I wanted to install Windows Server 2008 R2 on an IBM Blade, however didn’t want to worry about burning a DVD first. I had a look around the Internet looking for options to install the OS using a USB drive. A few articles mentioned installing small programs to do this for me, however I wasn’t excited by the idea of what other things they might install on my computer as well.
First format the USB drive (with at least 3GB free)
Start a CMD prompt and start the diskpart utility, then type the following:
select disk x (where x is the number of your USB drive. For me it was disk 3)
create partition primary
select partition 1
Copy the Windows Server 2008 R2 installation files to your USB drive
From a cmd window, enter the following:
xcopy d:\*.* /s/e/f e:\ (assumes your dvd is drive D: and your USB drive is drive e:\, adjust accordingly)
Insert the USB drive into your server. Just after the white System x welcome screen, hold down the F12 key on your IBM Blade to change it’s default boot order. Select the USB option.
Windows Server 2008 R2 should then install just fine from your USB key
I needed to migrate IBM Systems Director default Apache database to a local instance of Microsoft SQL 2005. The install guide was ok and so was IBM’s System Director redbook to describe the process, however I still forgot to include a step to get it going. So I thought I’d document the process for others in the
Prerequisite Software Installed
Ensure that the pre-requisite software is installed on the ISD server:
SQL Database and Database Account
Create a local SQL database account as shown in the following screen capture:
Create a local SQL database with a name of DirectorDB (you could choose any database name), with a database owner of IBMDIR (in my example above)
Changing from Apache Derby to Microsoft SQL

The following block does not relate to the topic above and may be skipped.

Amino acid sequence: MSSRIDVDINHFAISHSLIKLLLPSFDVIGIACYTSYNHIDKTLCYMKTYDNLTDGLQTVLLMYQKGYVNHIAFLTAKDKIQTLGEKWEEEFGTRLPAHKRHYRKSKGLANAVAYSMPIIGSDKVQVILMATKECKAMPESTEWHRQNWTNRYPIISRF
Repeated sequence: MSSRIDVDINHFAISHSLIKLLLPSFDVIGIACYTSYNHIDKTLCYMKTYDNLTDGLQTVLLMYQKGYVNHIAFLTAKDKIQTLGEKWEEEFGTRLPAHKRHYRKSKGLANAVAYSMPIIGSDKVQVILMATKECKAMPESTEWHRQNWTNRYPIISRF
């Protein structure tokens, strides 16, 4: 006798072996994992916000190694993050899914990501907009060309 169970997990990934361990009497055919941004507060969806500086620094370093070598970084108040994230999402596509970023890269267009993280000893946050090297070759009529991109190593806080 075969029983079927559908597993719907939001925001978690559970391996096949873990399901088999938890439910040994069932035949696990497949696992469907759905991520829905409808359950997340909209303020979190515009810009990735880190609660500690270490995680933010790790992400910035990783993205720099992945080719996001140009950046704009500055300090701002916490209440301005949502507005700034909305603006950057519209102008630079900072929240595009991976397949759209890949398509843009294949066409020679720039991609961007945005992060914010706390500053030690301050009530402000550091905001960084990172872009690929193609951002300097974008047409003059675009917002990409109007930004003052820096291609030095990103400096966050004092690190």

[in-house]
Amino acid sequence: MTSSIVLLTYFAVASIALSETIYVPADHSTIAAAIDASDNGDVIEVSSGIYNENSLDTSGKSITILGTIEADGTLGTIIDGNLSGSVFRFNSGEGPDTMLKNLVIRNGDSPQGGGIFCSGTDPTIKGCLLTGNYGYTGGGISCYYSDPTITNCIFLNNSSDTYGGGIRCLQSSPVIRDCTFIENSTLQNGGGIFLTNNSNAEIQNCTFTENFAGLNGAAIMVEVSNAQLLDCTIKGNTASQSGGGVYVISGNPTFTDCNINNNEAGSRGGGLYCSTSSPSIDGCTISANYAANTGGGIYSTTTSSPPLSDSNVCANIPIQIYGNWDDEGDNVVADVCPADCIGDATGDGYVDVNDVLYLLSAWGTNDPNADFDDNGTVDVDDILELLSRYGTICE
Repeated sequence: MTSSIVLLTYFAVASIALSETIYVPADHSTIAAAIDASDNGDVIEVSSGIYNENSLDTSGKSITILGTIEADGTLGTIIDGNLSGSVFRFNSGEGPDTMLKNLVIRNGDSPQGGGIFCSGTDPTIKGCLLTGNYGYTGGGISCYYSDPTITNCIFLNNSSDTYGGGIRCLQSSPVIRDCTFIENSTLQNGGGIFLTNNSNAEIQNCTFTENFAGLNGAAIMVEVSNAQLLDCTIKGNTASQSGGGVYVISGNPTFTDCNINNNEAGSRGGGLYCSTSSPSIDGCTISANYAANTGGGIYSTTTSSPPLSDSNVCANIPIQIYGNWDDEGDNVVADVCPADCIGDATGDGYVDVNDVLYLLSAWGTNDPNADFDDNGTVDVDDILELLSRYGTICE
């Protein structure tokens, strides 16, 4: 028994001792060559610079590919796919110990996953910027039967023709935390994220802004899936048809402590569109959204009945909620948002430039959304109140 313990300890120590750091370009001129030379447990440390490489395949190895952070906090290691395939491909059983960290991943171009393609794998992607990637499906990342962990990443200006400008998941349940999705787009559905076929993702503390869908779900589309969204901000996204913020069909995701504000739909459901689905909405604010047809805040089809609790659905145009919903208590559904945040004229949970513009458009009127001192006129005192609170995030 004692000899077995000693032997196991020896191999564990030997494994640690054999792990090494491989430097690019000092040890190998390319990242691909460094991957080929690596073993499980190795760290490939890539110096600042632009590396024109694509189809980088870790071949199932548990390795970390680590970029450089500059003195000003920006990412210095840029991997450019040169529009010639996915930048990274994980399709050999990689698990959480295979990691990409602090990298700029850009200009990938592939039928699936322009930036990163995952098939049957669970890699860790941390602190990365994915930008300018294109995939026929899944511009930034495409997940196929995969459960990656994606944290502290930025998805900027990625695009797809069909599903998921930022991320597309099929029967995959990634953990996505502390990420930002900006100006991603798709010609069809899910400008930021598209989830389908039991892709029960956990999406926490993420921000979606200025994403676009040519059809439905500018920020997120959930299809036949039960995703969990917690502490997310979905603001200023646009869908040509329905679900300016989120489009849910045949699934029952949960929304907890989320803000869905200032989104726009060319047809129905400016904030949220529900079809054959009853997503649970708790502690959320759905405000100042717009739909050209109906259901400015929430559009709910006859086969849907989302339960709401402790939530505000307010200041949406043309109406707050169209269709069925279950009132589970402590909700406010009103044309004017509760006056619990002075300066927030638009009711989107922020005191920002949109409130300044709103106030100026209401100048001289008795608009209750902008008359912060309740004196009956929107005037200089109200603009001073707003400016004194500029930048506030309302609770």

- Stop the IBM Systems Director Service
- Edit the following file C:\Program Files\IBM\Director\proddata\cfgdbcmd.rspand comment out the Apache section and update the SQL database section as shown in the following example:;===============================================================================
DbmsTcpIpListenerPort = 1433DbmsServerName = IBMDIR
DbmsUserId = IBMDIR
DbmsDatabaseAppHome = C:\Program Files\Microsoft SQL
Server JDBC Driver
- Encrypt the password in the cfgdbcmd.rsp via the following command:C:\Program Files\IBM\Director \bin cfgserver.bat –db
- Enter the DbmsUserId / DbmsPassword as listed in the cfgdbcmd.rsp when prompted.
- Change to the C:\Program Files\IBM\Director\proddata directory
- Run the following command:cfgdbcmd.cmd -rspfile “C:\Program Files\IBM\Director\proddata\cfgdbcmd.rsp”
- Enter the database sa and password when prompted
- Change to the C:\Program Files\IBM\Director\bin directory
- Runthe following command:run smreset (select 1 if prompted)
- Start the IBM System Director Service (it may take up to 10 minutes to be fully initialised)
I must admit I find my iPhone (3GS) incredibly useful. When I had my trusty Nokia I used to see those iPhone guys flicking b/w apps and thought it looked more style than substance. Now that I have an iPhone I can’t imagine ever using another type of phone. Who know’s what will come along in the future though.
Apart from e-mail, Calendar, news, twitter, Toodledo, eBay, Slide Reader (RSS), Dropbox, banking etc. I’ve started to use some of the new iPhone product apps IBM’s developed – such as System x, IBM Storage and IBM Remote (to remotely manage your BladeCentre etc).